Charter schools that are managed by an umbrella organization might have locations in several different areas, even very far apart. A tornado warning that might impact one school might be hundreds of miles away from another. An active shooter event would need to be quickly communicated with one school, but would needlessly alarm the community nowhere near it. At the same time, notifications letting parents know about scholarship opportunities or report cards would need to be sent out to the whole community, no matter where they are.

We understand this is a highly selective community that has high expectations of their schools and the companies that serve those schools.

Our 360 Accelerator Experience

In 2019, Regroup launched a strategic and important partnership with 360 Accelerator, a California-based non-profit organization working to improve educational quality for all by strengthening public education options and investing in charter school leadership. Through the partnership, we provide our cloud-based software platform to schools that are part of the 360 Accelerator network, which currently serves serves nearly 15,000 charter school students throughout inland and rural California.

The area 360 Accelerator serves has struggled with many socioeconomic and environmental hardships. Regroup is able to provide a significant discount on our mass notification platform in order to serve their needs and extend our services to thousands of students and their families seeking a higher level of public education.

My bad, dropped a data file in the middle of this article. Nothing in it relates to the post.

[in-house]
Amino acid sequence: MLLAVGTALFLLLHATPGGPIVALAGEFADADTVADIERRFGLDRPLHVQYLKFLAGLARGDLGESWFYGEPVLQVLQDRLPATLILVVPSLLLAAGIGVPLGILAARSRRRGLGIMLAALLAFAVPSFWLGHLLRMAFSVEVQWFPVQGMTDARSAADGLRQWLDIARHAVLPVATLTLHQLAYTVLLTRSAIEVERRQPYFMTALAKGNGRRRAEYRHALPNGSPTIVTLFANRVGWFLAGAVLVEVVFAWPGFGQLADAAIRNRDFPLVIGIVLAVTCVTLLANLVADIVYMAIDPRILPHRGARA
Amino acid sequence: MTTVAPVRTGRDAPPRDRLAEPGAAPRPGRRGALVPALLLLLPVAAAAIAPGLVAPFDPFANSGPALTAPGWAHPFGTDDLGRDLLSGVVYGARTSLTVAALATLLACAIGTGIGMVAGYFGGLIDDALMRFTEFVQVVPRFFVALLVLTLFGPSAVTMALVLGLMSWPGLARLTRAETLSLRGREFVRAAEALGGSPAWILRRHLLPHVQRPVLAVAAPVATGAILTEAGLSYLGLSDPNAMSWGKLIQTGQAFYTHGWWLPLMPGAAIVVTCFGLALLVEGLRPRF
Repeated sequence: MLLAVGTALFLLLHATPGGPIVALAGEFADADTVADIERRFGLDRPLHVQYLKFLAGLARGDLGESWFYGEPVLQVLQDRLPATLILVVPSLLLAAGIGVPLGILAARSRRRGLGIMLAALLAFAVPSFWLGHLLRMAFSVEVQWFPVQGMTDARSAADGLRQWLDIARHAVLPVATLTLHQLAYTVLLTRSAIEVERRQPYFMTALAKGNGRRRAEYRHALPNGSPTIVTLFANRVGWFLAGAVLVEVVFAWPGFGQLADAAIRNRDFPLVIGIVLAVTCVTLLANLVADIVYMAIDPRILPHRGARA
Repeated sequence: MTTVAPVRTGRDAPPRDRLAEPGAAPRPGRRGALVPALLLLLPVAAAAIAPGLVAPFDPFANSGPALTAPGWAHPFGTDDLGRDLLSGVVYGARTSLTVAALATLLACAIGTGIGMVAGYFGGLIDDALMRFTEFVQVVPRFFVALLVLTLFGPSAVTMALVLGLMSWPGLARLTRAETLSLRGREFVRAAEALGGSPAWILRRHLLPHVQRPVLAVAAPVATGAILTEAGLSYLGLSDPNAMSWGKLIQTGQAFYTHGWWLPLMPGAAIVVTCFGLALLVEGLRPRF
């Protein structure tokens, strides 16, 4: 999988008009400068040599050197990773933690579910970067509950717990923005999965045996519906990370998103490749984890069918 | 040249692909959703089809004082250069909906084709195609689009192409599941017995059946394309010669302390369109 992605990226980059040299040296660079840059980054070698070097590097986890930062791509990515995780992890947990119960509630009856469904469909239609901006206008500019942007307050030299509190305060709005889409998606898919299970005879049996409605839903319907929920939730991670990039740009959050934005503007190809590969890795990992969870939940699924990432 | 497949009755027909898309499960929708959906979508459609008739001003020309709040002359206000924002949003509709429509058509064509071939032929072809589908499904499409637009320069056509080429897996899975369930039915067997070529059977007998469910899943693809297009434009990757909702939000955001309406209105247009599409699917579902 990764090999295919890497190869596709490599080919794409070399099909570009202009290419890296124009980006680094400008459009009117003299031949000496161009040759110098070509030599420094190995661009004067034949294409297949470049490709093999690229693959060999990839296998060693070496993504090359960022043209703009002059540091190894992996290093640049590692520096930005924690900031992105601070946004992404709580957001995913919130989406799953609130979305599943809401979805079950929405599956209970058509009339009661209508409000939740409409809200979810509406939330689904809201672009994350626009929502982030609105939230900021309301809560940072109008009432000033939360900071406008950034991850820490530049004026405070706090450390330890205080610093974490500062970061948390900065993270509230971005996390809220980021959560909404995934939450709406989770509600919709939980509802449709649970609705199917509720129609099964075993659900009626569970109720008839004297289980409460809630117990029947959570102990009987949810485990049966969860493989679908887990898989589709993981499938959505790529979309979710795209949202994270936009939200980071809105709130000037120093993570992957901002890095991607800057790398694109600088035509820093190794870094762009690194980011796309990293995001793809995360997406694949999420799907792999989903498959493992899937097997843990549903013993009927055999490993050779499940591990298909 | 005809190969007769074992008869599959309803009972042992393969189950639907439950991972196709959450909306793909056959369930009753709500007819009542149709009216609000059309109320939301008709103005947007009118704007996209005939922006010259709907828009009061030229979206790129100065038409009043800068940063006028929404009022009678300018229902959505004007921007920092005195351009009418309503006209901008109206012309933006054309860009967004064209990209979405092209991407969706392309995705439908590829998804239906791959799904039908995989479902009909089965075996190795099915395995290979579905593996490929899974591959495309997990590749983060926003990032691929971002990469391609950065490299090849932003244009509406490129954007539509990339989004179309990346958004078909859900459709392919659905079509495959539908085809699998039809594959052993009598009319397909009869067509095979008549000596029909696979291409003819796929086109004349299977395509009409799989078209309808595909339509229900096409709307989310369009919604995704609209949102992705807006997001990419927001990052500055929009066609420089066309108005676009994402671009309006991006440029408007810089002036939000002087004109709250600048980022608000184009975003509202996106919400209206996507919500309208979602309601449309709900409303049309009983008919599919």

Key Features of Regroup in K-12 Schools

  • Schools can easily communicate with multiple departments, facilities or select recipients, from parents to teachers
  • Schools can automate weather alerts to the right schools based on their geographical location. We work with the Integrated Public Alert & Warning System (IPAWS), NOAA, National Weather System (NWS), ShakeAlert for early earthquake warnings, and more
  • An unlimited number of admins can communicate with it entire network from computers or mobile device
  • Non-technical employees can send notifications using a customizable and easy-to-use interface

High Expectations that Deserve to Be Met

We know from our experience that the charter school experience, both inside the schools and inside the homes of the families that choose it, is special and unique. The challenge is how to address those unique attributes, while meeting and exceeding the high expectations of the parents and other stakeholders in the school.

We do that through constant innovation, and working hand-in-hand with charter schools and the organizations that operate them. By understanding their needs and recognizing that students, teachers, staff, parents and the community need to be kept safe and well-informed at all times, we can deliver a mass notification system that is responsive and effective.

Learn more about how Regroup Mass Notification Serves the K-12 Community here.